I still haven’t found anyone who’s using Twitter for anything educational. Stephen Fry and Jonathan Ross update theirs regularly. One or two of my twitter mates say some alarmingly frank things on their posts, possibly not realising how public it can be but it hasn’t changed anything much for me yet.
But it feels democratic and requires very little commitment so it’s not too much to ask. The obvious advantages are that it can be free and it can broadcast to many followers with one click. Still, I’m curious about what a 140-character broadcast can do that a text message can’t.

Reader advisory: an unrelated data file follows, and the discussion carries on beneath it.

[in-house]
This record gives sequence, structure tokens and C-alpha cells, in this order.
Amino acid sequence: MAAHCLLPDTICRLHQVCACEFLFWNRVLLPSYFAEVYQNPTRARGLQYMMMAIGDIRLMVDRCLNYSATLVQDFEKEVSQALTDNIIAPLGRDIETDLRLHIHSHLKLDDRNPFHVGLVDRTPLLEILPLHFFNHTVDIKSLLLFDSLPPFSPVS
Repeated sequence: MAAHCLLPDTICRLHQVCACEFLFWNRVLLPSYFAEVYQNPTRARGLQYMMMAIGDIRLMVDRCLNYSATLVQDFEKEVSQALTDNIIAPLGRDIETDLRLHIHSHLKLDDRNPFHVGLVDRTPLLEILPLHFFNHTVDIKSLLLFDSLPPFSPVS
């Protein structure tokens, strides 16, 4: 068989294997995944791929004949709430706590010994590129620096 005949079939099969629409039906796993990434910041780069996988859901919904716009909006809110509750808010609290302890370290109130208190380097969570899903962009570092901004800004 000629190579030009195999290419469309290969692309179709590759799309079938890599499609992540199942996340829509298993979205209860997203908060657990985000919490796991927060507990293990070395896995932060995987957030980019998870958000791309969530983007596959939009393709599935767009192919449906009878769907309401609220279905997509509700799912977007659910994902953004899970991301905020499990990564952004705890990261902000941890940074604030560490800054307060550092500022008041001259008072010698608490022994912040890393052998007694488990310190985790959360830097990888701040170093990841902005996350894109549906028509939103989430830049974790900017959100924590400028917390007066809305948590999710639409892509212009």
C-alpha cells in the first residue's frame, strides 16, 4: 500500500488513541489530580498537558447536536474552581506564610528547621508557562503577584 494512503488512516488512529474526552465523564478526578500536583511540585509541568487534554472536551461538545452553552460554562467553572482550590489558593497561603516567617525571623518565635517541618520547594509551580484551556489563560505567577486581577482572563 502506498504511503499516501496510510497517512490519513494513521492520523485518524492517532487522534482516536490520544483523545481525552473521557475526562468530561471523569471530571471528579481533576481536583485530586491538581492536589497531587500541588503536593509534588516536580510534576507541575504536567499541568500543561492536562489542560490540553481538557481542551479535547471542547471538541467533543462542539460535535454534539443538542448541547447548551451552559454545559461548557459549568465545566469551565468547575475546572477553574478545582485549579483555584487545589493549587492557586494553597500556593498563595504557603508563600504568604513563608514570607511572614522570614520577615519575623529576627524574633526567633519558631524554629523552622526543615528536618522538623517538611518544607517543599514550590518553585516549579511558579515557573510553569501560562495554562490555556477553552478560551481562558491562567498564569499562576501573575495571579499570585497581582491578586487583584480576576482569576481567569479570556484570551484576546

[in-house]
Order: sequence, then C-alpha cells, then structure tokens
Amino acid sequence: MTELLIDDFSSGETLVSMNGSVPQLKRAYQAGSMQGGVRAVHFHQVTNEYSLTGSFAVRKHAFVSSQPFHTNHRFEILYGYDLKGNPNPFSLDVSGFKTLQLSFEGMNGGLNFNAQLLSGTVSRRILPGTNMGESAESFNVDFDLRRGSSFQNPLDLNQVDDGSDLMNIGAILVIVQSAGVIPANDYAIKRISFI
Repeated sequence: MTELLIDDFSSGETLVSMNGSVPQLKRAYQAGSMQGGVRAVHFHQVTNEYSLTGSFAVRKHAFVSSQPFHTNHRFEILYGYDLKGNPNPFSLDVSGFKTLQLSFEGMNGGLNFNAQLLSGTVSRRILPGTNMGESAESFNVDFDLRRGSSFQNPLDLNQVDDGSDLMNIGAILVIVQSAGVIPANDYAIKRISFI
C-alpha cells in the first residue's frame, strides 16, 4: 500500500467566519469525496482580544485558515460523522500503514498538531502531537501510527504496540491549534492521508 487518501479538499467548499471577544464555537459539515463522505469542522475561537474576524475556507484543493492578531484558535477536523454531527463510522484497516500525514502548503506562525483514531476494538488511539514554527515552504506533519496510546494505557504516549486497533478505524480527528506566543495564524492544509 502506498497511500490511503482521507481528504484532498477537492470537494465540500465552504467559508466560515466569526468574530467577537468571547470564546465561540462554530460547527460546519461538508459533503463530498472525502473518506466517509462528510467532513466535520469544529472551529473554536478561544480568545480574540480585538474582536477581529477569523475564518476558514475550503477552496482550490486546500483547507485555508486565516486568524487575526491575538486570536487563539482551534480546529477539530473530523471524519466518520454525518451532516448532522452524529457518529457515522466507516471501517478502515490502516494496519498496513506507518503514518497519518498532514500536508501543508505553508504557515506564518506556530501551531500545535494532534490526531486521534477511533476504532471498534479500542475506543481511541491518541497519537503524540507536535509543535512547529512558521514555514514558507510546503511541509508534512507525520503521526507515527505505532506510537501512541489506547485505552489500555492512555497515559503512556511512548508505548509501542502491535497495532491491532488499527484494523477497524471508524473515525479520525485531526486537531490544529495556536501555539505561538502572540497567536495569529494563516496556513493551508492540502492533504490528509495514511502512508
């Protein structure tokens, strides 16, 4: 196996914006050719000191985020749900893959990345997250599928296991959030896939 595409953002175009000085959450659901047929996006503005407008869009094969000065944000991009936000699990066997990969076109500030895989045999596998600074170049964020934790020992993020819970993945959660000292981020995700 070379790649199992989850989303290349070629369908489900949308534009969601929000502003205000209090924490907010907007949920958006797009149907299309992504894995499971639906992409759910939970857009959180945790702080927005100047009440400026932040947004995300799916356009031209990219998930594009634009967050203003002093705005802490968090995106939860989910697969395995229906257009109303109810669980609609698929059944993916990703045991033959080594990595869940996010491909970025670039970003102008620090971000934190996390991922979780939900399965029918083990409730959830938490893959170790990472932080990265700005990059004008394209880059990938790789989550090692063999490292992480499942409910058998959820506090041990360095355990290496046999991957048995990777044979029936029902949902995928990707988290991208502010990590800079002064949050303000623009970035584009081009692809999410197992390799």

Maybe it is that very constraint. Text messages can go on and on. Twitter is strict. It could be a great lesson in the power of less being more.
One use could be in literacy, like a haiku lesson. Can you make up a poem or a story based entirely on 140-character chunks?
Can you write explanations for a complex game or route?
Can you summarise the most important aspect of an idea within the 140-character constraints?
Can you write a story Tweet by Tweet? Like a variation on old parlour games where you contribute a sentence each to a story. One difference here is that your contributors can be far-flung.
Can you write a review of a poem or a book in that space?
One way might be to set up a Twitter Fest on a whiteboard, looking at a poem or an extract and then gathering a 140-character post from every pupils summarising its meaning or mood? Even better if the Twitters could create a cloud of meaning making an immediate visual impact on the board.